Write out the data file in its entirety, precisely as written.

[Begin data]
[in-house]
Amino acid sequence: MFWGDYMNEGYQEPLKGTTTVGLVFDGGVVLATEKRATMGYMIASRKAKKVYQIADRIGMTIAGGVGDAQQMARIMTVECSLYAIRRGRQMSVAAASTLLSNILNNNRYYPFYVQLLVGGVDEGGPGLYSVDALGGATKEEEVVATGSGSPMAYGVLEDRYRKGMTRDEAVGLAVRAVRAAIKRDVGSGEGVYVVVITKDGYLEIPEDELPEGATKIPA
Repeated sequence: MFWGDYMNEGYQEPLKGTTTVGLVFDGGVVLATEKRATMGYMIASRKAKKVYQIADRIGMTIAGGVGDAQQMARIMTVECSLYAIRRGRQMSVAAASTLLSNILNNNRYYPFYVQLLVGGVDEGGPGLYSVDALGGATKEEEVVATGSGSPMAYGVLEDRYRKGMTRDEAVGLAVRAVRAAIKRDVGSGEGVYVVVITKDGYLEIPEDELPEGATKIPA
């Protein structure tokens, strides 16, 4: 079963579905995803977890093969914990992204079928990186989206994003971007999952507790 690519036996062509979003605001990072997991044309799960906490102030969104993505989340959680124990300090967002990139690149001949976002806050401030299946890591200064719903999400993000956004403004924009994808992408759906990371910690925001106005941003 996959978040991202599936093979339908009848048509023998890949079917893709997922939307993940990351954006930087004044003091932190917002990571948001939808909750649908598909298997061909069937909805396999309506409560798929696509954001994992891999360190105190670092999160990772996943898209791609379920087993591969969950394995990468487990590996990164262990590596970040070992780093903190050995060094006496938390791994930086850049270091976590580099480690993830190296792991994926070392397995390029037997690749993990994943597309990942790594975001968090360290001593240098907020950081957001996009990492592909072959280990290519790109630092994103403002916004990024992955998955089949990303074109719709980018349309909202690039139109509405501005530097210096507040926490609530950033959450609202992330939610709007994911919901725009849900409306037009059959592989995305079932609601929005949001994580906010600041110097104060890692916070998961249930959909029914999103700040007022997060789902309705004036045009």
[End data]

[in-house]
Amino acid sequence: MFWGDYMNEGYQEPLKGTTTVGLVFDGGVVLATEKRATMGYMIASRKAKKVYQIADRIGMTIAGGVGDAQQMARIMTVECSLYAIRRGRQMSVAAASTLLSNILNNNRYYPFYVQLLVGGVDEGGPGLYSVDALGGATKEEEVVATGSGSPMAYGVLEDRYRKGMTRDEAVGLAVRAVRAAIKRDVGSGEGVYVVVITKDGYLEIPEDELPEGATKIPA
Repeated sequence: MFWGDYMNEGYQEPLKGTTTVGLVFDGGVVLATEKRATMGYMIASRKAKKVYQIADRIGMTIAGGVGDAQQMARIMTVECSLYAIRRGRQMSVAAASTLLSNILNNNRYYPFYVQLLVGGVDEGGPGLYSVDALGGATKEEEVVATGSGSPMAYGVLEDRYRKGMTRDEAVGLAVRAVRAAIKRDVGSGEGVYVVVITKDGYLEIPEDELPEGATKIPA
């Protein structure tokens, strides 16, 4: 079963579905995803977890093969914990992204079928990186989206994003971007999952507790 690519036996062509979003605001990072997991044309799960906490102030969104993505989340959680124990300090967002990139690149001949976002806050401030299946890591200064719903999400993000956004403004924009994808992408759906990371910690925001106005941003 996959978040991202599936093979339908009848048509023998890949079917893709997922939307993940990351954006930087004044003091932190917002990571948001939808909750649908598909298997061909069937909805396999309506409560798929696509954001994992891999360190105190670092999160990772996943898209791609379920087993591969969950394995990468487990590996990164262990590596970040070992780093903190050995060094006496938390791994930086850049270091976590580099480690993830190296792991994926070392397995390029037997690749993990994943597309990942790594975001968090360290001593240098907020950081957001996009990492592909072959280990290519790109630092994103403002916004990024992955998955089949990303074109719709980018349309909202690039139109509405501005530097210096507040926490609530950033959450609202992330939610709007994911919901725009849900409306037009059959592989995305079932609601929005949001994580906010600041110097104060890692916070998961249930959909029914999103700040007022997060789902309705004036045009």